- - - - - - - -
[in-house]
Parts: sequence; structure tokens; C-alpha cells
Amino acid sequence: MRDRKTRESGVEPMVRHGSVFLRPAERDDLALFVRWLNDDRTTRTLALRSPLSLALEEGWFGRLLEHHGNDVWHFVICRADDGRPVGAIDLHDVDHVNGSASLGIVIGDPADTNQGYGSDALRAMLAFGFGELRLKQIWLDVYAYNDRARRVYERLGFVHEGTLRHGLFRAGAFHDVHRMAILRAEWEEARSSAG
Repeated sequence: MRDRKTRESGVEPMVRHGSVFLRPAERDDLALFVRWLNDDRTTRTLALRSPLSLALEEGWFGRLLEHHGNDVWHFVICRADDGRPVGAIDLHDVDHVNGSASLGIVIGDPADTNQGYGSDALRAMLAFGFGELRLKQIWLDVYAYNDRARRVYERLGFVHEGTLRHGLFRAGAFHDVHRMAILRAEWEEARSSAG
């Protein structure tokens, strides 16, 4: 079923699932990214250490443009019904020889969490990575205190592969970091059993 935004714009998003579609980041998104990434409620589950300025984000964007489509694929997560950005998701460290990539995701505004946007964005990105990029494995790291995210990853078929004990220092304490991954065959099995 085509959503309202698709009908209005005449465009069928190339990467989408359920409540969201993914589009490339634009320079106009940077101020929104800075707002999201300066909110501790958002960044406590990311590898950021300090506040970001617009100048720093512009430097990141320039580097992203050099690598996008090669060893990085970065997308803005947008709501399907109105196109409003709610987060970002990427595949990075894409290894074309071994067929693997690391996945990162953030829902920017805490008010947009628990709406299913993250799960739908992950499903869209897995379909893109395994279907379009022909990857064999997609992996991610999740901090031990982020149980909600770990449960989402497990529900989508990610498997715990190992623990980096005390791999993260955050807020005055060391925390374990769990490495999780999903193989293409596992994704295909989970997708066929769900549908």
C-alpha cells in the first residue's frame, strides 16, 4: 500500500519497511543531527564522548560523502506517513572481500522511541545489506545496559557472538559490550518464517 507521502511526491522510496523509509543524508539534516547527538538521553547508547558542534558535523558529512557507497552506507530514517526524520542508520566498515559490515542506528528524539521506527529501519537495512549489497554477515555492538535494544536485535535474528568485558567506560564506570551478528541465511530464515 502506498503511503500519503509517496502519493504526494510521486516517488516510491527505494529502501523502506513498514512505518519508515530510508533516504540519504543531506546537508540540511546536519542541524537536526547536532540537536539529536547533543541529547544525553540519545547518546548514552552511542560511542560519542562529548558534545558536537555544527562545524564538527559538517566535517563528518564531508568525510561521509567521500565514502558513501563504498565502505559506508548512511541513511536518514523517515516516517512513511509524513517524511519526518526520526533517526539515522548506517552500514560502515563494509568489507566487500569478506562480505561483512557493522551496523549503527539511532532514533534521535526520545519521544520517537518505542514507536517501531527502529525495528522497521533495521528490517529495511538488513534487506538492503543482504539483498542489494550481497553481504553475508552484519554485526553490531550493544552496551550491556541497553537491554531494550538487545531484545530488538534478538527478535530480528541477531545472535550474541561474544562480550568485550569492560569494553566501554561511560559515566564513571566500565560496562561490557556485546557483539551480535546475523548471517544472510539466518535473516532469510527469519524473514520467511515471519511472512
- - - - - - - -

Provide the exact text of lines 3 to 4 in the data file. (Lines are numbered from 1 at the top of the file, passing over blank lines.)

Amino acid sequence: MRDRKTRESGVEPMVRHGSVFLRPAERDDLALFVRWLNDDRTTRTLALRSPLSLALEEGWFGRLLEHHGNDVWHFVICRADDGRPVGAIDLHDVDHVNGSASLGIVIGDPADTNQGYGSDALRAMLAFGFGELRLKQIWLDVYAYNDRARRVYERLGFVHEGTLRHGLFRAGAFHDVHRMAILRAEWEEARSSAG
Repeated sequence: MRDRKTRESGVEPMVRHGSVFLRPAERDDLALFVRWLNDDRTTRTLALRSPLSLALEEGWFGRLLEHHGNDVWHFVICRADDGRPVGAIDLHDVDHVNGSASLGIVIGDPADTNQGYGSDALRAMLAFGFGELRLKQIWLDVYAYNDRARRVYERLGFVHEGTLRHGLFRAGAFHDVHRMAILRAEWEEARSSAG